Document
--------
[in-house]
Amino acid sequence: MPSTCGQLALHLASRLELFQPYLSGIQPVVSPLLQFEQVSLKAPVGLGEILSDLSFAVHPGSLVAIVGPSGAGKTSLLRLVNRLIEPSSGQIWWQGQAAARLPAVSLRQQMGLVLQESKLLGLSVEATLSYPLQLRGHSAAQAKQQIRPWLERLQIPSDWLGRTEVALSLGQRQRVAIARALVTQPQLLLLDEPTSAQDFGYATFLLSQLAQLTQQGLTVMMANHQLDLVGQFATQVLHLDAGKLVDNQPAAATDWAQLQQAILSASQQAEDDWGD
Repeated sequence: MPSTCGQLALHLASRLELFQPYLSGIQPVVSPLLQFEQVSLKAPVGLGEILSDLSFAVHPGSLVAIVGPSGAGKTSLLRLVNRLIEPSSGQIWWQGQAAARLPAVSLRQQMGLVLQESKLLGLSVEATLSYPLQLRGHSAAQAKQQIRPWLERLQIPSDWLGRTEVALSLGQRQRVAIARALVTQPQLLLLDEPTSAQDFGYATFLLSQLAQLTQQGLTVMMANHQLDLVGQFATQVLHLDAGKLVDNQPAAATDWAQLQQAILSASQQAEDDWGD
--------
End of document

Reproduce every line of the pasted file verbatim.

[in-house]
Amino acid sequence: MPSTCGQLALHLASRLELFQPYLSGIQPVVSPLLQFEQVSLKAPVGLGEILSDLSFAVHPGSLVAIVGPSGAGKTSLLRLVNRLIEPSSGQIWWQGQAAARLPAVSLRQQMGLVLQESKLLGLSVEATLSYPLQLRGHSAAQAKQQIRPWLERLQIPSDWLGRTEVALSLGQRQRVAIARALVTQPQLLLLDEPTSAQDFGYATFLLSQLAQLTQQGLTVMMANHQLDLVGQFATQVLHLDAGKLVDNQPAAATDWAQLQQAILSASQQAEDDWGD
Repeated sequence: MPSTCGQLALHLASRLELFQPYLSGIQPVVSPLLQFEQVSLKAPVGLGEILSDLSFAVHPGSLVAIVGPSGAGKTSLLRLVNRLIEPSSGQIWWQGQAAARLPAVSLRQQMGLVLQESKLLGLSVEATLSYPLQLRGHSAAQAKQQIRPWLERLQIPSDWLGRTEVALSLGQRQRVAIARALVTQPQLLLLDEPTSAQDFGYATFLLSQLAQLTQQGLTVMMANHQLDLVGQFATQVLHLDAGKLVDNQPAAATDWAQLQQAILSASQQAEDDWGD